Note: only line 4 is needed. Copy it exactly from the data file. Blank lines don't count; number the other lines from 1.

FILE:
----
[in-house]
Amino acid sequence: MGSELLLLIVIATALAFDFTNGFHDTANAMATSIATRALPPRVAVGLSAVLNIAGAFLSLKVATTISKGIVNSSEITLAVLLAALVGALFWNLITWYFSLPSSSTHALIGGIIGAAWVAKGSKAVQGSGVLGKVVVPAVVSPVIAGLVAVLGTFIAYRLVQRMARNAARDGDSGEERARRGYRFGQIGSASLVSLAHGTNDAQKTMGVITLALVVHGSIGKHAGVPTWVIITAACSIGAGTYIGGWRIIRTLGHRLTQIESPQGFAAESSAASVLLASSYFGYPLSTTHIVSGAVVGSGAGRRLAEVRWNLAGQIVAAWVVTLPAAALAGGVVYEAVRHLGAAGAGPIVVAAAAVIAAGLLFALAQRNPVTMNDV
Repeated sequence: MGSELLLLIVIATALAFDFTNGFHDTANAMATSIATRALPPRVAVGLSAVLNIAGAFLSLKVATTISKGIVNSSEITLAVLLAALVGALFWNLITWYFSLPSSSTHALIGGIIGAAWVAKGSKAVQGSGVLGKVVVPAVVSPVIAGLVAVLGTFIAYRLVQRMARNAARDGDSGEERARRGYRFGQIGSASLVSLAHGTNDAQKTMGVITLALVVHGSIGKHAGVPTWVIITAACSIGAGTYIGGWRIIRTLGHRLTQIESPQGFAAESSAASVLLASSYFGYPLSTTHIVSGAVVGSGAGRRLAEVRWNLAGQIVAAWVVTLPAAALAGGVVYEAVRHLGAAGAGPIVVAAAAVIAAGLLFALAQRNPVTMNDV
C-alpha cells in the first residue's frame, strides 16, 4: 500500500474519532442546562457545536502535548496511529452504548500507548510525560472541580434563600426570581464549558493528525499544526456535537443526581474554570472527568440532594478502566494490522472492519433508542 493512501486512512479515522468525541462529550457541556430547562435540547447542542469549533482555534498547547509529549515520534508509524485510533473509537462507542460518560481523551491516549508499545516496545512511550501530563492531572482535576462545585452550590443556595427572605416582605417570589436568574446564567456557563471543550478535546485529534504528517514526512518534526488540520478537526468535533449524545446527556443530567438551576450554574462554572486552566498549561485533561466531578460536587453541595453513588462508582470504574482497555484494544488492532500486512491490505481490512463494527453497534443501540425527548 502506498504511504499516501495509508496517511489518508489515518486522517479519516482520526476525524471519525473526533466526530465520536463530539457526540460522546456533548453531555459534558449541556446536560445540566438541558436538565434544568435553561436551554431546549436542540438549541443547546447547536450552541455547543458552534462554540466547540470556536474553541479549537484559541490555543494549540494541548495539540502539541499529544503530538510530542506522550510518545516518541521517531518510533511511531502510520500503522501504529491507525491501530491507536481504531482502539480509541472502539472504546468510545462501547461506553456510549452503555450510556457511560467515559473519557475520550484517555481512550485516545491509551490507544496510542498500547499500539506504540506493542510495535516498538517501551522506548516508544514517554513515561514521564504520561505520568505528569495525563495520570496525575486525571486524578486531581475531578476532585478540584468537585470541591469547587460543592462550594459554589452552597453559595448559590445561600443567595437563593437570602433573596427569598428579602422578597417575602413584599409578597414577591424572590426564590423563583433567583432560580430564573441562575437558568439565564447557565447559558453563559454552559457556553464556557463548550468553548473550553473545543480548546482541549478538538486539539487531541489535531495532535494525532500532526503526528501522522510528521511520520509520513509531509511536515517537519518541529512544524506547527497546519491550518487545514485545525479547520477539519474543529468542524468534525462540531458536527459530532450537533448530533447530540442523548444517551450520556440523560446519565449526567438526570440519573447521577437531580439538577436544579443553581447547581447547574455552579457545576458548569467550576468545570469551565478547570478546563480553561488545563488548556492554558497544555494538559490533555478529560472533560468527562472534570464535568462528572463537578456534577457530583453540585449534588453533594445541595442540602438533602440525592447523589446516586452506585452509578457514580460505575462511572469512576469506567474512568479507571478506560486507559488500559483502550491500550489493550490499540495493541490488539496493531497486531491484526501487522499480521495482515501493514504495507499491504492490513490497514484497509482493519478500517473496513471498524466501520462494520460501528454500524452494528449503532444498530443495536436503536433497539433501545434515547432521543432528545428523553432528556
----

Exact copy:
C-alpha cells in the first residue's frame, strides 16, 4: 500500500474519532442546562457545536502535548496511529452504548500507548510525560472541580434563600426570581464549558493528525499544526456535537443526581474554570472527568440532594478502566494490522472492519433508542 493512501486512512479515522468525541462529550457541556430547562435540547447542542469549533482555534498547547509529549515520534508509524485510533473509537462507542460518560481523551491516549508499545516496545512511550501530563492531572482535576462545585452550590443556595427572605416582605417570589436568574446564567456557563471543550478535546485529534504528517514526512518534526488540520478537526468535533449524545446527556443530567438551576450554574462554572486552566498549561485533561466531578460536587453541595453513588462508582470504574482497555484494544488492532500486512491490505481490512463494527453497534443501540425527548 502506498504511504499516501495509508496517511489518508489515518486522517479519516482520526476525524471519525473526533466526530465520536463530539457526540460522546456533548453531555459534558449541556446536560445540566438541558436538565434544568435553561436551554431546549436542540438549541443547546447547536450552541455547543458552534462554540466547540470556536474553541479549537484559541490555543494549540494541548495539540502539541499529544503530538510530542506522550510518545516518541521517531518510533511511531502510520500503522501504529491507525491501530491507536481504531482502539480509541472502539472504546468510545462501547461506553456510549452503555450510556457511560467515559473519557475520550484517555481512550485516545491509551490507544496510542498500547499500539506504540506493542510495535516498538517501551522506548516508544514517554513515561514521564504520561505520568505528569495525563495520570496525575486525571486524578486531581475531578476532585478540584468537585470541591469547587460543592462550594459554589452552597453559595448559590445561600443567595437563593437570602433573596427569598428579602422578597417575602413584599409578597414577591424572590426564590423563583433567583432560580430564573441562575437558568439565564447557565447559558453563559454552559457556553464556557463548550468553548473550553473545543480548546482541549478538538486539539487531541489535531495532535494525532500532526503526528501522522510528521511520520509520513509531509511536515517537519518541529512544524506547527497546519491550518487545514485545525479547520477539519474543529468542524468534525462540531458536527459530532450537533448530533447530540442523548444517551450520556440523560446519565449526567438526570440519573447521577437531580439538577436544579443553581447547581447547574455552579457545576458548569467550576468545570469551565478547570478546563480553561488545563488548556492554558497544555494538559490533555478529560472533560468527562472534570464535568462528572463537578456534577457530583453540585449534588453533594445541595442540602438533602440525592447523589446516586452506585452509578457514580460505575462511572469512576469506567474512568479507571478506560486507559488500559483502550491500550489493550490499540495493541490488539496493531497486531491484526501487522499480521495482515501493514504495507499491504492490513490497514484497509482493519478500517473496513471498524466501520462494520460501528454500524452494528449503532444498530443495536436503536433497539433501545434515547432521543432528545428523553432528556